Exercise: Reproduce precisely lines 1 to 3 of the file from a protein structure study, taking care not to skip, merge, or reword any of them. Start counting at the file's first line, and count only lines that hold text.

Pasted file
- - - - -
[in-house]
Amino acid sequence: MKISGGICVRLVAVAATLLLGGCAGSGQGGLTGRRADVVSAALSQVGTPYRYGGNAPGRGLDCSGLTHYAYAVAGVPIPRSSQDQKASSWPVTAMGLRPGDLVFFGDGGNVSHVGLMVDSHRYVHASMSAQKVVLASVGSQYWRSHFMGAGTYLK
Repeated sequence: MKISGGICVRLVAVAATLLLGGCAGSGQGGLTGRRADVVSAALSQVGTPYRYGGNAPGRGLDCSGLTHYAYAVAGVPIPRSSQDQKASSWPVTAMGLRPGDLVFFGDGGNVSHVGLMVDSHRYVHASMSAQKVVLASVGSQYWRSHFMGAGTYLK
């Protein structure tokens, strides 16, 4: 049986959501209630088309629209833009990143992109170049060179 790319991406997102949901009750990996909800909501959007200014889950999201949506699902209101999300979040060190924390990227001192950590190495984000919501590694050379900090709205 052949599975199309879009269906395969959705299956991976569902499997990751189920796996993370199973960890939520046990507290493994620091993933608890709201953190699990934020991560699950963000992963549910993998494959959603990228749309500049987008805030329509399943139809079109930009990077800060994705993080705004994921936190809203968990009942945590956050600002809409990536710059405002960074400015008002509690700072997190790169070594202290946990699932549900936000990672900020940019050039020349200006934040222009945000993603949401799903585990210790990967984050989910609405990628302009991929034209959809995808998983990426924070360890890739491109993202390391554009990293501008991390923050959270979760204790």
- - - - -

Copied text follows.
[in-house]
Amino acid sequence: MKISGGICVRLVAVAATLLLGGCAGSGQGGLTGRRADVVSAALSQVGTPYRYGGNAPGRGLDCSGLTHYAYAVAGVPIPRSSQDQKASSWPVTAMGLRPGDLVFFGDGGNVSHVGLMVDSHRYVHASMSAQKVVLASVGSQYWRSHFMGAGTYLK
Repeated sequence: MKISGGICVRLVAVAATLLLGGCAGSGQGGLTGRRADVVSAALSQVGTPYRYGGNAPGRGLDCSGLTHYAYAVAGVPIPRSSQDQKASSWPVTAMGLRPGDLVFFGDGGNVSHVGLMVDSHRYVHASMSAQKVVLASVGSQYWRSHFMGAGTYLK